Mekong Delta urges more high-tech farming investment

Foreign investors looking for an investment destination in Viet Nam would make a mistake if they did not consider the Mekong Delta in southern Viet Nam.

Rice harvest in An Giang Province. Mekong Delta plans to improve the rate of mechanisation in agriculture to enhance productivity and competitiveness.-VNS Photo Mạnh Linh

Many investors lack information about the region and are unaware that the Delta is the third-largest industrial region in the country after the metropolitan areas of HCM City and Ha Noi.

In recent years, many provinces have greatly improved their investment climate, partly due to substantial investments in transport infrastructure, which has increased access to the region.

Travel time from HCM City to Can Tho, the major hub in the delta, is now three hours from six hours in 2010.

The Mekong Delta is the largest agricultural hub, accounting for 40 per cent of national agricultural production.

Truong Quang Hoai Nam, vice chairman of Can Tho People’s Committee, said the Mekong Delta supplies more than 90 per cent of the nation’s rice and 50 per cent of seafood, as well as other agro-forestry-fishery exports.

The region is currently calling for investment in 50 projects in agriculture, with a projected total investment of $1.385 billion, according to VCCI Can Tho.

As of last year, FDI in the Delta had reached 13 per cent of the country’s total FDI, a sharp rise from the 5 per cent figure recorded for many years, according to the agency. For the first nine months of the year, FDI reached $1.67 billion, accounting for 10.2 per cent of the country’s total FDI.

As of October, the region had attracted 50 agricultural projects with total registered capital of $209.64 million.

Hong Kong is the biggest investor with five projects worth $67.93 million, followed by Taiwan with nine projects worth $41.98 million, Japan with five projects worth $30.02 million, and Australia with seven projects worth $19.85 million.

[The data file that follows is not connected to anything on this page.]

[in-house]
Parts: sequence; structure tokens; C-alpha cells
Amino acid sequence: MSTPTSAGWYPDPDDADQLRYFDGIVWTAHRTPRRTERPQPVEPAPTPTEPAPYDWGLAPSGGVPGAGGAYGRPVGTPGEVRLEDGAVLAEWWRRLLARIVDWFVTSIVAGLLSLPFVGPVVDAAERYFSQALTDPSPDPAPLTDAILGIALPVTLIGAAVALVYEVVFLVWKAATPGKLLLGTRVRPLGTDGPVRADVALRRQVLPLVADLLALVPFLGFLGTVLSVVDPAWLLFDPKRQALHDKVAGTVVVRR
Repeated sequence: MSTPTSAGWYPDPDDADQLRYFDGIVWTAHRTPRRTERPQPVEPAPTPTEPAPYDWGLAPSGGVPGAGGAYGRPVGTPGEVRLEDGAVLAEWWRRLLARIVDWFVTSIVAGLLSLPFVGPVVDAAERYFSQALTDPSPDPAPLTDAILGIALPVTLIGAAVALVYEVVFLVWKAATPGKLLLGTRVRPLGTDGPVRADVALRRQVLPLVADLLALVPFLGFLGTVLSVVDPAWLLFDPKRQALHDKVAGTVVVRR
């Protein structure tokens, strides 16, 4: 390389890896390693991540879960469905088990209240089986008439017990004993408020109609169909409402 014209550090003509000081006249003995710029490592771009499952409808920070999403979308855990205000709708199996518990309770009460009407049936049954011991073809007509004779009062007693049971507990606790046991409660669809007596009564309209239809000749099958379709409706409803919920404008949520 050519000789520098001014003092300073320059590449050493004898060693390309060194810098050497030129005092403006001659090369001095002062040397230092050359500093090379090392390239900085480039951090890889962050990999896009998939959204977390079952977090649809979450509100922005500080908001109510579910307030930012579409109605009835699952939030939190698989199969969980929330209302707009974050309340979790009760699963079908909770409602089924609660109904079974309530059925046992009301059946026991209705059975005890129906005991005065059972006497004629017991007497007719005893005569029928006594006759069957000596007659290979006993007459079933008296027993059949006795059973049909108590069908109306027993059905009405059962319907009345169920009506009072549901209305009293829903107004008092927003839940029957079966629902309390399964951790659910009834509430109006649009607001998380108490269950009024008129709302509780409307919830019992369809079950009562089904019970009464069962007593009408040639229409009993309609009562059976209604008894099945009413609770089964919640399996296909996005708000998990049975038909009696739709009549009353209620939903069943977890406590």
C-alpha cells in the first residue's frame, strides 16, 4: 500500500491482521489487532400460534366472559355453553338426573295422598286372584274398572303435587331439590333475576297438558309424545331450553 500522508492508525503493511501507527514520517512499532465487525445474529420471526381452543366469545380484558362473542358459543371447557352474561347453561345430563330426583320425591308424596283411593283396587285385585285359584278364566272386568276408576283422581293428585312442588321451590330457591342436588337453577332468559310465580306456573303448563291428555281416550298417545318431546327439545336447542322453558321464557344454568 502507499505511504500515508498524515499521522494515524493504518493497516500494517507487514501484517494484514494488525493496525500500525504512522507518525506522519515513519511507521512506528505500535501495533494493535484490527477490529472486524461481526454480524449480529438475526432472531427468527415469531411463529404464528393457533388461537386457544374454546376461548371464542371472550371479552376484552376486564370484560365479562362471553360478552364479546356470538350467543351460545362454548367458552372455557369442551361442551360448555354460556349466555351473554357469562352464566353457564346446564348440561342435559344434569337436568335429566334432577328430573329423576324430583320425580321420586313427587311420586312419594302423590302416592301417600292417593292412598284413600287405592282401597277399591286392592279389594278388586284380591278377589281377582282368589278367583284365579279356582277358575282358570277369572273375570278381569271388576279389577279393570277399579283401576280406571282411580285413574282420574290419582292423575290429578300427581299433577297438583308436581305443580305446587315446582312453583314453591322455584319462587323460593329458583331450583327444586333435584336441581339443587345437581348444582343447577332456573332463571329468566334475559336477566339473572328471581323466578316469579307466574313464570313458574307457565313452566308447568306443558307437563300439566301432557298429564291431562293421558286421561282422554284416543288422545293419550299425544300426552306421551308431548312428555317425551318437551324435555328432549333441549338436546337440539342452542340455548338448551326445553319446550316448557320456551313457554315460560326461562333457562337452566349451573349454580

Rice is harvested and packed in Chợ Mới District in the Mekong Delta Province of An Giang. - VNS Photo Trong Dat

Investment prospects

Two American projects are worth $11.96 million and one Israeli project worth $5.2 million.

Takimoto Koji, chief representative of the Japan External Trade Organisation (JETRO), said the delta, with a location between Hong Kong and Singapore, has great potential to become a logistics centre in Asia.

“The region has not had enough foreign investment, but it has become more attractive to Japanese companies for its fertile land, low labour costs, improved transport infrastructure and well-developed industrial zones,” Koji said.

Most provinces in the region are ranked highly on the Viet Nam Provincial Competitiveness Index (PCI), which is conducted regularly by VCCI and the US Agency for International Development (USAID).

Three provinces, Dong Thap, Long An and Kien Giang, have managed a top 10 ranking on the PCI.

In addition, the Government has offered incentives for foreign investors in preferred sectors and geographic areas.

The incentives include reduced corporate income tax rates, tax holidays, special enterprise zones, favourable permitting and licensing procedures, exemption from land rent, and other policies that reduce costs and complexities for foreign investors.